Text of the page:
They’re pebbles. So what? You may say. But these pebbles are not just pebbles. There is one that is long and black and opaque like a triple sized licorice flavoured jellybean. I pulled it out of Great Slave Lake when I was at the first Arctic and Northern Jamboree just outside of Yellowknife in 1968. I gave it to my mother to add to the other treasures I had previously given her from family trips to Lake Huron; the Gaspésie; P.E.I. ; and Nova Scotia.
Mum kept these pebbles in with her sewing stuff and when I was still little and she was sewing I would pretend I was a doctor I would play at her feet and hum and rub these tiny cold pebbles up and down her calves “fixing her” like a doctor would while she operated her little Singer sewing machine or darned socks or sewed patches on pants that had been ripped to shreds by some stupid adventure I may have imagined I was on while at once defying the laws of gravity and common sense and the limitations of cotton or denim.
All the pebbles had several things in common: They had to be smooth and be interesting in some way other than just that they were from a place I had visited. Some had stripes, some were opaque like the first one in this essay, some had a bubble or a tiny flaw caused by erosion. There was a flat one that resembled driftwood. All of them were cool to the touch and viscerally pleasing to me and a little inside intimacy I shared with my mother.
Eventually the number of stones outgrew the sewing kit and my mum moved them to a desk drawer and she kept a few of her favourites in a tiny brass replica of a clawfoot bathtub on the top of her writing desk.
When my mum grew old and started downsizing, she offered her pebble collection to me. I accepted.
I had had my own treasures. My dad had brought me a piece of petrified wood from a business trip to Arizona. Turned my world around to think that wood could actually turn to stone, much (I imagined) like the witch Jadis turned the fauns and dwarves and creatures of Narnia into stone. There was also smooth beach glass and dried samples of butterflies, a Cicada shell, a sand dollar from my Papa’s trip to New Zealand and there were odd feathers and an empty broken Robin’s egg.
As I outgrew the nest and lived in places other than home, these first treasures of mine did not make the cut of being necessary. I had new treasures. A nascent record collection, a stereo, a guitar, and books. Boxes of books. Shelves of books and images to hang on the wall.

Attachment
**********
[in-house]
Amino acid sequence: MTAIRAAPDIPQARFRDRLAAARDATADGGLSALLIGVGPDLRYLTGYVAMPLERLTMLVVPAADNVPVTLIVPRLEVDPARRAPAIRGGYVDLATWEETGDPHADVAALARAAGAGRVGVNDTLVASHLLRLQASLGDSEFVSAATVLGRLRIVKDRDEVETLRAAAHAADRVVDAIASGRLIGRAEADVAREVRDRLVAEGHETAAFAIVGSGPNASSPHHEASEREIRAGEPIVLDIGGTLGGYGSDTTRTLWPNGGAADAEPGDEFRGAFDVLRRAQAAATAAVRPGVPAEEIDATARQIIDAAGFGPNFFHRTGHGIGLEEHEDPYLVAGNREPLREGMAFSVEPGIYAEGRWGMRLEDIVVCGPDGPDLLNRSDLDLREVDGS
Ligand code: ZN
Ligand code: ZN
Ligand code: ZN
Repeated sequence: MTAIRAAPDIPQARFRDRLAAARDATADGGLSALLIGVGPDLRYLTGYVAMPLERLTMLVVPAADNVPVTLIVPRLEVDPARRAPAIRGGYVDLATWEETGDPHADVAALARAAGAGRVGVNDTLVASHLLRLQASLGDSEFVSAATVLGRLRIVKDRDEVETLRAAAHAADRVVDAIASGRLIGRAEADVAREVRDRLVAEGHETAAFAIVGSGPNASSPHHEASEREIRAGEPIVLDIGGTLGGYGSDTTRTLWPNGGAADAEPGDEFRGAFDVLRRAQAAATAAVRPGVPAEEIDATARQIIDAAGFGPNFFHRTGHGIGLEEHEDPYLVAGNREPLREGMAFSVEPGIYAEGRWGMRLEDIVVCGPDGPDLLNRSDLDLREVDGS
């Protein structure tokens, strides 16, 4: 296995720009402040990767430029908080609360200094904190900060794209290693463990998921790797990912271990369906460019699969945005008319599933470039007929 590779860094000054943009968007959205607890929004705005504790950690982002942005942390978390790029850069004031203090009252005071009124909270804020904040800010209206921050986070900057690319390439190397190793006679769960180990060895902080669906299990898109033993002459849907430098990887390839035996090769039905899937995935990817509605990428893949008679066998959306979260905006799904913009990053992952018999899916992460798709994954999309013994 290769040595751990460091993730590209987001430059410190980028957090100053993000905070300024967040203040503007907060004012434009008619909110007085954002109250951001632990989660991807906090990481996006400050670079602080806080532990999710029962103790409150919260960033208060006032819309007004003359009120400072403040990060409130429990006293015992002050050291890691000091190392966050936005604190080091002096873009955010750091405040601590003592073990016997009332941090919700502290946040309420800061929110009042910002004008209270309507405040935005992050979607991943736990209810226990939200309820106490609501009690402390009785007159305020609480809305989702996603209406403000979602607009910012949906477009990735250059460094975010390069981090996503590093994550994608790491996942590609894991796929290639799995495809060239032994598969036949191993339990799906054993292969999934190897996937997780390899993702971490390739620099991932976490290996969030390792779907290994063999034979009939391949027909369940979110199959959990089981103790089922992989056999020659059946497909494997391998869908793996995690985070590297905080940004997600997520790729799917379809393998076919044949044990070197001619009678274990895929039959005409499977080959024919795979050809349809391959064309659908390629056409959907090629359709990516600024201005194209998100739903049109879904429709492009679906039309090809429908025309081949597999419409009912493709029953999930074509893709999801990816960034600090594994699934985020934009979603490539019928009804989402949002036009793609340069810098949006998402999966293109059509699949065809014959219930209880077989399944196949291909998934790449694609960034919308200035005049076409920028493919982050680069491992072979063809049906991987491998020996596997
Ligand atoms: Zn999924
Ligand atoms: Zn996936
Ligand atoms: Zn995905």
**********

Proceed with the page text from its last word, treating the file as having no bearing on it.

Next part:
One of the first posters I remember owning was a poster of Dennis Hopper on his Harley giving the camera his middle finger.
I had seen Easy Rider with my cousin Thom and I related totally to the outsider, rebel, counter-culture images in that film. The poster is lost to history now, although I just Googled it and got the image above. My mum took the poster down when I first left home to go to University. I guess she didn’t want guests who would stay in what had become the “extra” room to be greeted by a middle finger.
Another significant poster I had is one that I stole. It was Allan Ginsburg’s poem “Howl” set in a very psychedelic print . It was on the wall in a rec. room at a hospital and I remember coveting it and then making my nefarious plan to make it my own. I never actually displayed it. Perhaps it was shame from not getting it honestly or maybe it was just too much to see every day. I do remember recognizing the idea that having something for my pleasure alone robbed others of the opportunity to discover it, but that was after the fact.
I also had a treasured image of a Rhinoceros by Durer. The Rhinoceros party was my favourite political party as a teen-ager. They were absurdist and irreverent and satirical. Everything you would want to govern a country.
I have several objects that have historic value to me only. My great grandfather’s carved Book Of Common Prayer. My Grandfather’s father was a Stone Carver in London England in the late 1800’s.
I have had so many silly objects that are important only to me. Among them a bust that had a light inside (probably used to display brassieres) We fondly referred to it as “The Tits”. They eventually became damaged and were left on the curb in the great upheaval. I also have odd and unusual shaped boxes that I would put old keys and other treasures in.
I have a brass fire hose nozzle that is dear to me. I intend to make it into a lamp one day. I have used it as a candle holder.
Bought it at an apartment sale in 1983 when I lived on Aylmer street in the heart of the “McGill Ghetto” (older residential neighbourhood filled with University students that has homes typically partitioned into small cells). They are solid brass, so quite heavy.
For some reason I don’t throw out sunglasses. This is most of the pairs I have owned since I was 18. One pair at the bottom of the Sacko river. I have always worn the same model (Ray Ban Wayfarers).
Bigger rocks that are perfectly imperfect.
The tub with guitar picks and feather
Such random items bring me joy. Bric a brac. I have lassoed comfort and fond memories in these odd treasures. On the surface these items have zero value. They are not the only things that bring joy and truth, but to me, they are souvenirs of infinite renewal and beauty. I love them and do not wish to part with them, but I will let go of them. When the time comes for me to leave this life and return to dust, They will lose their magic, but may catch someone else’s eye.